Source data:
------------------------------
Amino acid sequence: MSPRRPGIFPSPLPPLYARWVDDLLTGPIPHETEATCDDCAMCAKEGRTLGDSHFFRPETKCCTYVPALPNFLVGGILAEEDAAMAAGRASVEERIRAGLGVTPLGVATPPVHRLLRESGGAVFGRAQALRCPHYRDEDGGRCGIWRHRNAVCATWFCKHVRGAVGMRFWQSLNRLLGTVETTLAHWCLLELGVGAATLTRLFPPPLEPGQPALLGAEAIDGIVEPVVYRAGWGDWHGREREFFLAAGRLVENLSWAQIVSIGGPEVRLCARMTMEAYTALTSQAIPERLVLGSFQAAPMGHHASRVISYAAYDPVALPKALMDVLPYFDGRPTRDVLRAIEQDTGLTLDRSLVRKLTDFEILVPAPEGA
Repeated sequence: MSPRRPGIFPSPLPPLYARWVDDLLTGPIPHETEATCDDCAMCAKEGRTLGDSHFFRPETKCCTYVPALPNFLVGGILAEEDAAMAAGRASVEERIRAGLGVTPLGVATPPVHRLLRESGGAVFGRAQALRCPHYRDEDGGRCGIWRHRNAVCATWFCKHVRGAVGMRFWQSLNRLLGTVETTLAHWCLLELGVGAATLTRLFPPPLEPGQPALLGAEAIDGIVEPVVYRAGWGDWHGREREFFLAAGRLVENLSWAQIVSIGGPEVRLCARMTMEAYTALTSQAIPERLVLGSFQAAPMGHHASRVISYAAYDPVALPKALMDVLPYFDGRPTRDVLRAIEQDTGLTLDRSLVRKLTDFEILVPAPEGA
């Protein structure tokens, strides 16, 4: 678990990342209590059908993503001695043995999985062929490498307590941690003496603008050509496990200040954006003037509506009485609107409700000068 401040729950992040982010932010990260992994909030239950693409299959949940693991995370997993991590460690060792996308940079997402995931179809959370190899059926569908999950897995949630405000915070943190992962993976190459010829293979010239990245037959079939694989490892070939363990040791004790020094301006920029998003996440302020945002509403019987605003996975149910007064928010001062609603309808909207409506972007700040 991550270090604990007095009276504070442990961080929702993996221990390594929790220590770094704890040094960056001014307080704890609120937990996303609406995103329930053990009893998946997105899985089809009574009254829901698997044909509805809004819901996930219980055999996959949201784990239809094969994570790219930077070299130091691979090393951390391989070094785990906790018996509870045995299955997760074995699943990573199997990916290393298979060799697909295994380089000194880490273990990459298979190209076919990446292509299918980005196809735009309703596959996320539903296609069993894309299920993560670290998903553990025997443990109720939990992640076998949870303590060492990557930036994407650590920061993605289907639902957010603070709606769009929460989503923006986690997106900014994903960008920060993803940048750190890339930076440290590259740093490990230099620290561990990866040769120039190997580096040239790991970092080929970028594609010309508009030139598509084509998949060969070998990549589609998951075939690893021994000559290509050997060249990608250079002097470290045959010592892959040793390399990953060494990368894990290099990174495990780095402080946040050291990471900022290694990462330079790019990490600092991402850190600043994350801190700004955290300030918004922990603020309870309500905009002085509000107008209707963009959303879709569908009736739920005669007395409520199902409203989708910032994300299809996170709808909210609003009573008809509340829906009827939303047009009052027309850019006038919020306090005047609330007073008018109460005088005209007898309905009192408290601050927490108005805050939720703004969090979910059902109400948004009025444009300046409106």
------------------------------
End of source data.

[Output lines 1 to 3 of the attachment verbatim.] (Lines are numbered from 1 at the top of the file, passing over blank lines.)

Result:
Amino acid sequence: MSPRRPGIFPSPLPPLYARWVDDLLTGPIPHETEATCDDCAMCAKEGRTLGDSHFFRPETKCCTYVPALPNFLVGGILAEEDAAMAAGRASVEERIRAGLGVTPLGVATPPVHRLLRESGGAVFGRAQALRCPHYRDEDGGRCGIWRHRNAVCATWFCKHVRGAVGMRFWQSLNRLLGTVETTLAHWCLLELGVGAATLTRLFPPPLEPGQPALLGAEAIDGIVEPVVYRAGWGDWHGREREFFLAAGRLVENLSWAQIVSIGGPEVRLCARMTMEAYTALTSQAIPERLVLGSFQAAPMGHHASRVISYAAYDPVALPKALMDVLPYFDGRPTRDVLRAIEQDTGLTLDRSLVRKLTDFEILVPAPEGA
Repeated sequence: MSPRRPGIFPSPLPPLYARWVDDLLTGPIPHETEATCDDCAMCAKEGRTLGDSHFFRPETKCCTYVPALPNFLVGGILAEEDAAMAAGRASVEERIRAGLGVTPLGVATPPVHRLLRESGGAVFGRAQALRCPHYRDEDGGRCGIWRHRNAVCATWFCKHVRGAVGMRFWQSLNRLLGTVETTLAHWCLLELGVGAATLTRLFPPPLEPGQPALLGAEAIDGIVEPVVYRAGWGDWHGREREFFLAAGRLVENLSWAQIVSIGGPEVRLCARMTMEAYTALTSQAIPERLVLGSFQAAPMGHHASRVISYAAYDPVALPKALMDVLPYFDGRPTRDVLRAIEQDTGLTLDRSLVRKLTDFEILVPAPEGA
């Protein structure tokens, strides 16, 4: 678990990342209590059908993503001695043995999985062929490498307590941690003496603008050509496990200040954006003037509506009485609107409700000068 401040729950992040982010932010990260992994909030239950693409299959949940693991995370997993991590460690060792996308940079997402995931179809959370190899059926569908999950897995949630405000915070943190992962993976190459010829293979010239990245037959079939694989490892070939363990040791004790020094301006920029998003996440302020945002509403019987605003996975149910007064928010001062609603309808909207409506972007700040 991550270090604990007095009276504070442990961080929702993996221990390594929790220590770094704890040094960056001014307080704890609120937990996303609406995103329930053990009893998946997105899985089809009574009254829901698997044909509805809004819901996930219980055999996959949201784990239809094969994570790219930077070299130091691979090393951390391989070094785990906790018996509870045995299955997760074995699943990573199997990916290393298979060799697909295994380089000194880490273990990459298979190209076919990446292509299918980005196809735009309703596959996320539903296609069993894309299920993560670290998903553990025997443990109720939990992640076998949870303590060492990557930036994407650590920061993605289907639902957010603070709606769009929460989503923006986690997106900014994903960008920060993803940048750190890339930076440290590259740093490990230099620290561990990866040769120039190997580096040239790991970092080929970028594609010309508009030139598509084509998949060969070998990549589609998951075939690893021994000559290509050997060249990608250079002097470290045959010592892959040793390399990953060494990368894990290099990174495990780095402080946040050291990471900022290694990462330079790019990490600092991402850190600043994350801190700004955290300030918004922990603020309870309500905009002085509000107008209707963009959303879709569908009736739920005669007395409520199902409203989708910032994300299809996170709808909210609003009573008809509340829906009827939303047009009052027309850019006038919020306090005047609330007073008018109460005088005209007898309905009192408290601050927490108005805050939720703004969090979910059902109400948004009025444009300046409106």